Mintel top trends to watch for in 2024: Processed foods, climate change, healthy aging

By Ryan Daily

- Last updated on GMT

© Credit:	kupicoo / Getty Images
© Credit: kupicoo / Getty Images

Related tags Mintel 2024 Consumer trends

Mintel's 2024 food and drink trends list for North America shows consumers will be concerned about their health, the environment, and how AI might make their lives easier, Jenny Zegler, director of Mintel Food & Drink, shared during a webinar.

In the webinar, Zegler broke down the trends to watch for in 2024 into four distinct categories, including Trust the Process; Climate Changes, Comfort Endures; Age Reframed; and Eating, Optimized. In each category, CPG companies have responded to the challenge with new product innovations to meet the growing trend.  

While price and value are top of consumers' minds today, Mintel left them off the 2024 trend list because they are less a trend to watch and more of a concern embedded in the shopping experience now, she added. 

“We know that value is incredibly important to consumers right now. And so much so that we felt that it wasn't necessarily a trend all its own for 2024. It really is something that is built into every one of these trends, and quite honestly for many people, especially in the US and Canada where we're dealing with high rates of inflation [and] high food and drink prices. This is something that is an everyday necessity.”

1. Trust the process means boosting processed food transparency  

As the debate around processed and ultra-processed foods continues, consumers are asking more questions about processed foods and their health, which is the top trend Mintel is watching, Zegler said.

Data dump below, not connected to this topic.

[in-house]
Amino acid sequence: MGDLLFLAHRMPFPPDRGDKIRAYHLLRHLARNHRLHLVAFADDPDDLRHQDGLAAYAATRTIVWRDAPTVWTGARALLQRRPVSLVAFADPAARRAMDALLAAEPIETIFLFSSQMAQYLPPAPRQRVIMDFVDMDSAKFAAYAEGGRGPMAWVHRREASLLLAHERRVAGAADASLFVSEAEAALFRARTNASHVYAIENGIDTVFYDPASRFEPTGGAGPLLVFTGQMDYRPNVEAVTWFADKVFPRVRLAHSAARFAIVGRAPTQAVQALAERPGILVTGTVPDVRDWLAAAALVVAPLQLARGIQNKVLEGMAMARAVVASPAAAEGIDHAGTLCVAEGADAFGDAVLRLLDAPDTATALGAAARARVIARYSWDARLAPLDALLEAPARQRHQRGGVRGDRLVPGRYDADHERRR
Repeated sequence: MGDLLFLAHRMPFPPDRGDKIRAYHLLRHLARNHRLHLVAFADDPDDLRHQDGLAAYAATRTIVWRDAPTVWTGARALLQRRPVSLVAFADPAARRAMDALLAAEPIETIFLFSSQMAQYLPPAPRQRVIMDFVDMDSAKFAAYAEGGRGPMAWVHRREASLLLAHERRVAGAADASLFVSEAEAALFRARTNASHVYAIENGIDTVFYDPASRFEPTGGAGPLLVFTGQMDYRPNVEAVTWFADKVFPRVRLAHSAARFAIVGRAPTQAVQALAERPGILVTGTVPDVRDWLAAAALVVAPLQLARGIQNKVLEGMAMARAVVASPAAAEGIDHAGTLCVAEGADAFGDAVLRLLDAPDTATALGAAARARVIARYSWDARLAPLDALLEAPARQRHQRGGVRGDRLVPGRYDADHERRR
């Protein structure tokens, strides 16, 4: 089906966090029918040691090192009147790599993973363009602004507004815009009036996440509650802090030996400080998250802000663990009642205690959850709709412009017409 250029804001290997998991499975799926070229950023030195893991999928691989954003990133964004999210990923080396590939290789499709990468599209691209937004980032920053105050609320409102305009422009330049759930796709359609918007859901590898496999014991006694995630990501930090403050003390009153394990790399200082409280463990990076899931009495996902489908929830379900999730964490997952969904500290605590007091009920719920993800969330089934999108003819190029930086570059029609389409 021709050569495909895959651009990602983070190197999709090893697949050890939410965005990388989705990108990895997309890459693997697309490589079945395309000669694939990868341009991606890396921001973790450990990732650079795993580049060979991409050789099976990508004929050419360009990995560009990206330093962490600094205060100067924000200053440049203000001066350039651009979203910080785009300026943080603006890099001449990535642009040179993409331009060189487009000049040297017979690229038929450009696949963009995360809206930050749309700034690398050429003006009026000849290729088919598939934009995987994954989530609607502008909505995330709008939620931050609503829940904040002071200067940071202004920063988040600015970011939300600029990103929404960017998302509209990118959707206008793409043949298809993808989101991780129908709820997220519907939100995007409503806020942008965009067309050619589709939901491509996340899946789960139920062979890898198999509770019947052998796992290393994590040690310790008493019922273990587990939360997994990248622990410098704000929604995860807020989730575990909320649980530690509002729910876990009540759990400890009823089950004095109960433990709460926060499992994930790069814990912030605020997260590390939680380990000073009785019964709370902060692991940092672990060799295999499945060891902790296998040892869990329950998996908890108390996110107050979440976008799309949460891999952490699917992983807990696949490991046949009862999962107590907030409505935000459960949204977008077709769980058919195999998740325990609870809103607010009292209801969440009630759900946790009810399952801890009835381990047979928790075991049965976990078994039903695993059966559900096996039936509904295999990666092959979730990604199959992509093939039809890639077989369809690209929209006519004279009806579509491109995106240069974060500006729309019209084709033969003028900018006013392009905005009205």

Only 34% of US adults say highly processed is the top concern, excluding price and taste, when purchasing food and drinks, according to a July 2022 survey of 2,000 US consumers, she shared. Increasingly, consumers are asking questions about processed foods, and CPG companies have an opportunity to educate consumers on the role of processed foods and innovate around less processed products, she added. 

"There's a need for clear communication to help consumers make informed decisions about how processed and ultra-processed food and drink fit into their diets. Processed food isn't necessarily something we can avoid. Almost every single thing in the grocery store is processed somehow. You pick an apple off of a tree that can technically be considered processing, so it's not necessarily something that's all bad or entirely avoidable. It's really just giving consumers that clarity and helping them make the decisions for what fits into their diets."

CPG brands are responding to consumer concern about processed foods by focusing on the health attributes of their products. Lean + Cuisine rebranded its balanced bowls to tap into the better-for-you trend by highlighting its protein and vegetable content. 

Additionally, companies are tapping into the upcycled food and beverage trends and releasing products like Wisely Tofu Scramble, created with a byproduct from the tofu-making process called okara, Zegler said. 

"If consumers are really focused on natural nutrition from recognizable ingredients, then upcycled ingredients have a huge opportunity in the next two to five years. We could be using more bruised fruit, which is something that Dole is doing with their Good Crunch line of fruit snacks."

2. Climate change becomes a major consumer concern, but can comfort be the solution?  

Consumers also increasingly are worried about the climate change crisis, but given the magnitude of that challenge, they might retreat into familiar product categories, Zegler said.